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USM's Andrew Kiezulas honored as 'Collegiate Recovery Student of the Year'

Image of Andrew Kiezulas accepting his honor

USM's Andrew Kiezulas was honored as "Collegiate Recovery Student of the Year" on July 12 in Washington.

Kiezulas, a founder of USM's Recovery Oriented Campus Center (ROCC), was attending the national Association of Recovery in Higher Education annual conference at George Washington University and helping to hand out awards when he was surprised with the top honor.

"I had no idea," said Kiezulas. "I was crying and making weird noises."

A moment later, he made a short speech about finding inspiration in his friends and sharing his discoveries with others.

It's a lesson that serves both his recovery and his work as a student.

Kiezulas graduated in May 2017 with a bachelor's degree in Chemistry. He is currently working on his master's degree in Policy, Planning and Management at USM's Muskie School of Public Service.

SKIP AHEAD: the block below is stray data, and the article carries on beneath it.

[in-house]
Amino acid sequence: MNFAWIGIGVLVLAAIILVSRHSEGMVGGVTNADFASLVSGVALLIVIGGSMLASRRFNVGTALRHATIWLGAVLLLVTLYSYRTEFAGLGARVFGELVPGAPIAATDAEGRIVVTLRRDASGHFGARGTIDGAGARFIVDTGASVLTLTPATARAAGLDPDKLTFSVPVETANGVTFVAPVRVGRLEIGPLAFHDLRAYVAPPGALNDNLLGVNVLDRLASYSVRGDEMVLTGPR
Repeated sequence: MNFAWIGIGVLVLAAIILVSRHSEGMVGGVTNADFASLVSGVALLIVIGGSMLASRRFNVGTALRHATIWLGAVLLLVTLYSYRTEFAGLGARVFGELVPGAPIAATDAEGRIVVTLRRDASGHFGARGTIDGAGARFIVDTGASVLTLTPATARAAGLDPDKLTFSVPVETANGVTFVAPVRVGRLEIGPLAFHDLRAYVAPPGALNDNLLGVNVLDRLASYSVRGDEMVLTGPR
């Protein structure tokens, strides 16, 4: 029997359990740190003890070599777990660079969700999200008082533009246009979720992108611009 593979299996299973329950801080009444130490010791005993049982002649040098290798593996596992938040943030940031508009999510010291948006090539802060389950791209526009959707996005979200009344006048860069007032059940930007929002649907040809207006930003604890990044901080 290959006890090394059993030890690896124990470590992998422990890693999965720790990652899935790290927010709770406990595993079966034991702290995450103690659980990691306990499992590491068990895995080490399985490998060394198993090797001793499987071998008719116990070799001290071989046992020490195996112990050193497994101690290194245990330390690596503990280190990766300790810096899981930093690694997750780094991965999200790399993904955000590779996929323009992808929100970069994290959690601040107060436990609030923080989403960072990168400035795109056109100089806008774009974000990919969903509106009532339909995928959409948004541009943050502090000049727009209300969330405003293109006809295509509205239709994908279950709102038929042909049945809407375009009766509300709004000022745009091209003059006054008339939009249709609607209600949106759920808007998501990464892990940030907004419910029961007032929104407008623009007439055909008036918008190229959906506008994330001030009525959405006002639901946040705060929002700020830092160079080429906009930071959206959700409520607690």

"I'm talking with people who have different perspectives, opinions and backgrounds," Kiezulas said. "I am developing communication and research skills, better personal and collective awareness and emotional intelligence. All of those things from the classroom apply to the recovery work. And the recovery work, quite literally, makes me a better student. There's nothing but overlap."

Andrew Kiezulas photoThe native of Carlisle, Massachusetts says he is happy to share the attention the ROCC has given him.

"I wasn't alone," he said. "We're doing some cool stuff and people are noticing."

Besides Kiezulas, several other USM people made the trek to Washington, including Diane Geyer, coordinator of clinical substance use services; Anna Gardner, the collegiate recovery program coordinator and Micaela Manganello, a work study student at the ROCC.

The ROCC opened in late 2016 on USM's Portland campus as place to build a supportive community for students in recovery from substance use and other mental health conditions.

The Association of Recovery in Higher Education represents collegiate recovery programs and their communities throughout the country.

To be recognized by the organization was a big honor, Kiezulas said.

"This is one of my life's highlights," he said.